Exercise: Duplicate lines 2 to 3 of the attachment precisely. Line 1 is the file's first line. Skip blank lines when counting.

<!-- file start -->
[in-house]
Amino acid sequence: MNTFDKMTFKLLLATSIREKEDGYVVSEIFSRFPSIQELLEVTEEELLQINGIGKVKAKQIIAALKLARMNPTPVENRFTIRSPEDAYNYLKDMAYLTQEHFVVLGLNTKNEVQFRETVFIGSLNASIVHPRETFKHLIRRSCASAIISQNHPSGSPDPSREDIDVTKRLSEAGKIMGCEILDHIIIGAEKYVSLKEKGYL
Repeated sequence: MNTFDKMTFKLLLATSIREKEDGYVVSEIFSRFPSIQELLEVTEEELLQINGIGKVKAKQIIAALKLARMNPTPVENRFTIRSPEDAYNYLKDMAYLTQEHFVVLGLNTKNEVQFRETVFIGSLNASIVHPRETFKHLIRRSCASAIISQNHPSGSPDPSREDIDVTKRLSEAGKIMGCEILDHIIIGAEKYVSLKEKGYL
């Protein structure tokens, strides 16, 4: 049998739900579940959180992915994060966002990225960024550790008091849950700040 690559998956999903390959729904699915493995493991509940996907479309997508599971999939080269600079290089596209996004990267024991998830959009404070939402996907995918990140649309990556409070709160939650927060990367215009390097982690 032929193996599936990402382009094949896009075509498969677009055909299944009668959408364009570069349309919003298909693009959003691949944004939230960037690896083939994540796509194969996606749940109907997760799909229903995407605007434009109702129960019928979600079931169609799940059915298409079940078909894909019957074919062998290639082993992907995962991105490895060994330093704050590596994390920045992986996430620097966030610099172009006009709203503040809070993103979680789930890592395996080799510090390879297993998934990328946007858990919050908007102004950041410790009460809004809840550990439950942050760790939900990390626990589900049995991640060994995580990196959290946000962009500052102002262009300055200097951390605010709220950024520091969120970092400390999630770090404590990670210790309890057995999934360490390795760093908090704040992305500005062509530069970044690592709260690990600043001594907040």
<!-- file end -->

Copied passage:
Amino acid sequence: MNTFDKMTFKLLLATSIREKEDGYVVSEIFSRFPSIQELLEVTEEELLQINGIGKVKAKQIIAALKLARMNPTPVENRFTIRSPEDAYNYLKDMAYLTQEHFVVLGLNTKNEVQFRETVFIGSLNASIVHPRETFKHLIRRSCASAIISQNHPSGSPDPSREDIDVTKRLSEAGKIMGCEILDHIIIGAEKYVSLKEKGYL
Repeated sequence: MNTFDKMTFKLLLATSIREKEDGYVVSEIFSRFPSIQELLEVTEEELLQINGIGKVKAKQIIAALKLARMNPTPVENRFTIRSPEDAYNYLKDMAYLTQEHFVVLGLNTKNEVQFRETVFIGSLNASIVHPRETFKHLIRRSCASAIISQNHPSGSPDPSREDIDVTKRLSEAGKIMGCEILDHIIIGAEKYVSLKEKGYL